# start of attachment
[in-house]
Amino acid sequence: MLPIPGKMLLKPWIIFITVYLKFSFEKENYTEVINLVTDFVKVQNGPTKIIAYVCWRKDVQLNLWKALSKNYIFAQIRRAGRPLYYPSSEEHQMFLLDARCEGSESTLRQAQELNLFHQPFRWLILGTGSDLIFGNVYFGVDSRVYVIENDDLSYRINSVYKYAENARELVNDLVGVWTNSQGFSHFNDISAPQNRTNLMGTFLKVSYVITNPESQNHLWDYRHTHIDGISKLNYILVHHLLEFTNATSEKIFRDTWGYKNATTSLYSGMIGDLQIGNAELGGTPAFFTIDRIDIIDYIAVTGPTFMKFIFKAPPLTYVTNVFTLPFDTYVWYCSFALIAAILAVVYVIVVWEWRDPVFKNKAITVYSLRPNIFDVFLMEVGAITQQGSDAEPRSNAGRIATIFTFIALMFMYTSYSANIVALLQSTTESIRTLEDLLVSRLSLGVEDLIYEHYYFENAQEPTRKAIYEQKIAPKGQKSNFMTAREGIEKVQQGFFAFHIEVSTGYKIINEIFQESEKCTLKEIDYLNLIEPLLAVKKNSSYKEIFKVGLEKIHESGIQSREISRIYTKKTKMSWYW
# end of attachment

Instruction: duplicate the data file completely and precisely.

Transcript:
[in-house]
Amino acid sequence: MLPIPGKMLLKPWIIFITVYLKFSFEKENYTEVINLVTDFVKVQNGPTKIIAYVCWRKDVQLNLWKALSKNYIFAQIRRAGRPLYYPSSEEHQMFLLDARCEGSESTLRQAQELNLFHQPFRWLILGTGSDLIFGNVYFGVDSRVYVIENDDLSYRINSVYKYAENARELVNDLVGVWTNSQGFSHFNDISAPQNRTNLMGTFLKVSYVITNPESQNHLWDYRHTHIDGISKLNYILVHHLLEFTNATSEKIFRDTWGYKNATTSLYSGMIGDLQIGNAELGGTPAFFTIDRIDIIDYIAVTGPTFMKFIFKAPPLTYVTNVFTLPFDTYVWYCSFALIAAILAVVYVIVVWEWRDPVFKNKAITVYSLRPNIFDVFLMEVGAITQQGSDAEPRSNAGRIATIFTFIALMFMYTSYSANIVALLQSTTESIRTLEDLLVSRLSLGVEDLIYEHYYFENAQEPTRKAIYEQKIAPKGQKSNFMTAREGIEKVQQGFFAFHIEVSTGYKIINEIFQESEKCTLKEIDYLNLIEPLLAVKKNSSYKEIFKVGLEKIHESGIQSREISRIYTKKTKMSWYW